Tag Archives: The Inheritance Cycle

Review: Inheritance by Christopher Paolini

Inheritance by Christopher Paolini (Inheritance Cycle #4)

November 2011, Random House Children’s Books

Young Adult fantasy

Not so very long ago, Eragon—Shadeslayer, Dragon Rider—was nothing more than a poor farm boy, and his dragon, Saphira, only a blue stone in the forest. Now the fate of an entire civilization rests on their shoulders.

Long months of training and battle have brought victories and hope, but they have also brought heartbreaking loss. And still, the real battle lies ahead: they must confront Galbatorix. When they do, they will have to be strong enough to defeat him. And if they cannot, no one can. There will be no second chances.

The Rider and his dragon have come further than anyone dared to hope. But can they topple the evil king and restore justice to Alagaësia? And if so, at what cost?

This is the much-anticipated, astonishing conclusion to the worldwide bestselling Inheritance cycle.

What a long journey the Inheritance Cycle has been! From the first book about a poor 15-year-old farm boy to this final volume about a mighty Dragon Rider, the series has undeniably developed and matured along with its protagonist. I’ve been reading this series since I was about eleven years old, and I felt an acute sense of nostalgia as old characters and locations were revisited. The nostalgia wasn’t always entirely welcome, however: the long, arduous descriptions found throughout the series haven’t lessened in Inheritance, and neither have the meticulous political arrangements that are unlikely to fascinate the average reader.

Christopher Paolini is an excellent writer. For the majority of the book, though, I felt this talent was a bit overused. For the first six hundred pages or so, the vivid descriptions of people, landscapes, mental states, weather conditions, and nearly everything else were an inescapable impediment to the action and flow of the story. This, in turn, made me a thoroughly disengaged reader for the majority of the book, and was in part why it took me several months to plow my way through the novel. The overuse of description and slightly heavy-handed plot set-up are my only real complaints about Inheritance.

Once the action really gets going, as the plot nears its climax, Inheritance improves immensely. The heart-pounding action and suspense really kept the pages turning for me as the final confrontation grew near. Paolini’s characters are, as always, delightfully varied and skillfully painted, from the haunting witch child Elva to the despicable King Galbatorix himself. The world of Alagaësia is enthralling, and it’s clear that Paolini put much time and effort into its development. It’s world-building at its best, and the sort that I aspire to.

Most fans of the Inheritance Cycle have probably already readInheritance and are “tsk-tsk”-ing behind their computer screens at my slowness. Fans of high fantasy who haven’t started this series yet should definitely try it. It’s a difficult-at-times but rewarding reading experience.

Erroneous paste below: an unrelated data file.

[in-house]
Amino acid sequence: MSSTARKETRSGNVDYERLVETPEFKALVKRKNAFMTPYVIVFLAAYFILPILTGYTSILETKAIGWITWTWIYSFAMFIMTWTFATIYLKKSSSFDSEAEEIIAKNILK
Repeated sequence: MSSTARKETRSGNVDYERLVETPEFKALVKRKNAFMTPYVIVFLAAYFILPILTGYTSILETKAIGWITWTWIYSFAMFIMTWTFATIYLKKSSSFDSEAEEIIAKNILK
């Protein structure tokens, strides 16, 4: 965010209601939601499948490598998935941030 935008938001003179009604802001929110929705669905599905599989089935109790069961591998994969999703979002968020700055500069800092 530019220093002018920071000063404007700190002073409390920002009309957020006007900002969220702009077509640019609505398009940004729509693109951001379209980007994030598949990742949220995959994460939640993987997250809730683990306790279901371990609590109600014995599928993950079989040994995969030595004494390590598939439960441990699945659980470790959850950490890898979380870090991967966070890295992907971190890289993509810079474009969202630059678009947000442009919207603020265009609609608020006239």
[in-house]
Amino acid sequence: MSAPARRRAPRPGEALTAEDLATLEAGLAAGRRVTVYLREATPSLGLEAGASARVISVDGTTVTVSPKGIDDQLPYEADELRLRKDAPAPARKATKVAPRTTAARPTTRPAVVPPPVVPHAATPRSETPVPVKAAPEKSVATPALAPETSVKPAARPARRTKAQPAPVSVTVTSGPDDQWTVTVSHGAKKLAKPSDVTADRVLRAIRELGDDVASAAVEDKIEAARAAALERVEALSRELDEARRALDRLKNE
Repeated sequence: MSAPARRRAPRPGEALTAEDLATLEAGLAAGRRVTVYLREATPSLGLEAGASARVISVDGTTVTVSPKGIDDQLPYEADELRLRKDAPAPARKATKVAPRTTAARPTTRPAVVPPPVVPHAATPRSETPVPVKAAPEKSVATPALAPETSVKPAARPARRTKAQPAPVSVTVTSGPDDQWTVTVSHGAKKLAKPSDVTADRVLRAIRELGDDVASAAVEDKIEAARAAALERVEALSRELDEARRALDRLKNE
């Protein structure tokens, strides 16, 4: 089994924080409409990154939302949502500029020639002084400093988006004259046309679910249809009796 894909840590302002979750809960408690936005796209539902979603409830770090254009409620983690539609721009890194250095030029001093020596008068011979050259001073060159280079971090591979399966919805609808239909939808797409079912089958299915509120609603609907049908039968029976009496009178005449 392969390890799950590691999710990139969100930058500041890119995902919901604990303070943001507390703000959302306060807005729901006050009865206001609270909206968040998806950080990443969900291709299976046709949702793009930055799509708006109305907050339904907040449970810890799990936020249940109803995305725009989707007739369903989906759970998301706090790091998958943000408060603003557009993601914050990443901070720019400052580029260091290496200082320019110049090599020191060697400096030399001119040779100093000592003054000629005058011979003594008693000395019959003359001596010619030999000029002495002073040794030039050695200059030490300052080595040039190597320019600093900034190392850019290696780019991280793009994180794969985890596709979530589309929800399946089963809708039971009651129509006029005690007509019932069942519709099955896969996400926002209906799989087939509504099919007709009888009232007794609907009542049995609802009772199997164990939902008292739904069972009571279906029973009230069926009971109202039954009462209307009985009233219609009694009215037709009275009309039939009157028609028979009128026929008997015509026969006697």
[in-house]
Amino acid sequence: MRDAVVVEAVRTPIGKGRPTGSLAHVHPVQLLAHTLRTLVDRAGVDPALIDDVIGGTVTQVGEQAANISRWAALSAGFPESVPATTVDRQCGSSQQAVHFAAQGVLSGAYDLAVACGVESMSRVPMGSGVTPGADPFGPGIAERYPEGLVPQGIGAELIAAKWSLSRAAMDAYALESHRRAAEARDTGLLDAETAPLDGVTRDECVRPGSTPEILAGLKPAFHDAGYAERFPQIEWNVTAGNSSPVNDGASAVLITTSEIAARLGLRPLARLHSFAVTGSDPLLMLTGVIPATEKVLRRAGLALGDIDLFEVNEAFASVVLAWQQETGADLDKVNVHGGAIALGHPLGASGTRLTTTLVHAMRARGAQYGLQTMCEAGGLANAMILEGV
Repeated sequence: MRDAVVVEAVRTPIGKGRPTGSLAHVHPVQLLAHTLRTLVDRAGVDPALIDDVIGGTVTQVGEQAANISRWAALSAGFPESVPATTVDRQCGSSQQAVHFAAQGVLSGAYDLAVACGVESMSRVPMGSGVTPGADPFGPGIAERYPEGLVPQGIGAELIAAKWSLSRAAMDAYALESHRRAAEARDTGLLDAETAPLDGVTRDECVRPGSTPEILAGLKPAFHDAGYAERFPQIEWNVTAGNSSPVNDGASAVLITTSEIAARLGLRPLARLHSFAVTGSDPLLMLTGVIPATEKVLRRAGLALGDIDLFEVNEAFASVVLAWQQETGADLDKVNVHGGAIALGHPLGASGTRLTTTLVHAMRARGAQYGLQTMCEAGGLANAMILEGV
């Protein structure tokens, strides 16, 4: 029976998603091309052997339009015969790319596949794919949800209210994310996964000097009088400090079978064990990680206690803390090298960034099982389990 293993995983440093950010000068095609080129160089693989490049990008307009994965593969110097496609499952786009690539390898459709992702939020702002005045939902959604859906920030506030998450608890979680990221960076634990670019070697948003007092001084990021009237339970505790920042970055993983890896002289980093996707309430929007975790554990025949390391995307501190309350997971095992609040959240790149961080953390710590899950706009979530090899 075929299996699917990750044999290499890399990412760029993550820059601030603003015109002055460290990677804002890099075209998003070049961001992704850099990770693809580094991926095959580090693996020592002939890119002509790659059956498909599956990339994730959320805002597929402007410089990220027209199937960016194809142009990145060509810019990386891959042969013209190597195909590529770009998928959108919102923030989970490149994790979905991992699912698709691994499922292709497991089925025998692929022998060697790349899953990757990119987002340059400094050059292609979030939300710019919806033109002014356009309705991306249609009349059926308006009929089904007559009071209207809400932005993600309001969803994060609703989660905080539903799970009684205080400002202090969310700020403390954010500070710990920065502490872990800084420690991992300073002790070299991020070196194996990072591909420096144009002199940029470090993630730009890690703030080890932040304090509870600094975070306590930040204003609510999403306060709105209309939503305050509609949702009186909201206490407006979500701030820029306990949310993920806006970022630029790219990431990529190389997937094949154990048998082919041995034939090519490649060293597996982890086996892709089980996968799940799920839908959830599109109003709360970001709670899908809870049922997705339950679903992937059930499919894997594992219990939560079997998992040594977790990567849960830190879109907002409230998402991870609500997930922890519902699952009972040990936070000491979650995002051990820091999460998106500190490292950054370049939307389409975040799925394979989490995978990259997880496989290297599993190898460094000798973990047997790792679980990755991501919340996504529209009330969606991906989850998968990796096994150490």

Overall Rating: 3.5 stars


Posted by on April 10, 2012 in Book Reviews


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Books I Highly Recommend (and not)

At the very beginning of the history of this blog, a little less than a year ago, I wrote a post titled “Some of my Favorite Books” which listed ten of my favorite books and series. Now, I realize that that list needs serious updating. And, where’s the list of my least-favs? Here I list the books I highly recommend, and afterwards, the ones that, frankly, I don’t.


  • The Books of Bayern series by Shannon Hale
  • Percy Jackson and the Olympians series by Rick Riordan
  • The Inheritance Cycle series by Christopher Paolini
  • Fablehaven series by Brandon Mull
  • Septimus Heap series by Angie Sage
  • Discworld series by Terry Pratchett
  • Anything But Typical by Nora Raleigh Baskin
  • Ella Enchanted by Gail Carson Levine

Please keep in mind this list is subject to change!

Least Favorites:

  • Swordbird by Nancy Yi Fan
  • The Capture by Kathryn Lasky
  • Bright Shadow by Avi
  • Jade Green by Phyllis Reynolds Naylor
  • Zel by Donna Jo Napoli

That’s all I can think of right now, and, as mentioned above, this list is subject to change! And I have another note on not-worthy-of-publication books. Molly, a relative, friend, and commenter, has asked me to warn  readers against one book  that she read and detested: Kiss Me Kill Me by Lauren Henderson. She says this book was an utter waste of time and money, and I’m going to take her word for it! From what she’s told me, I can tell it’s horrid.



Posted by on December 19, 2009 in Book Rambles


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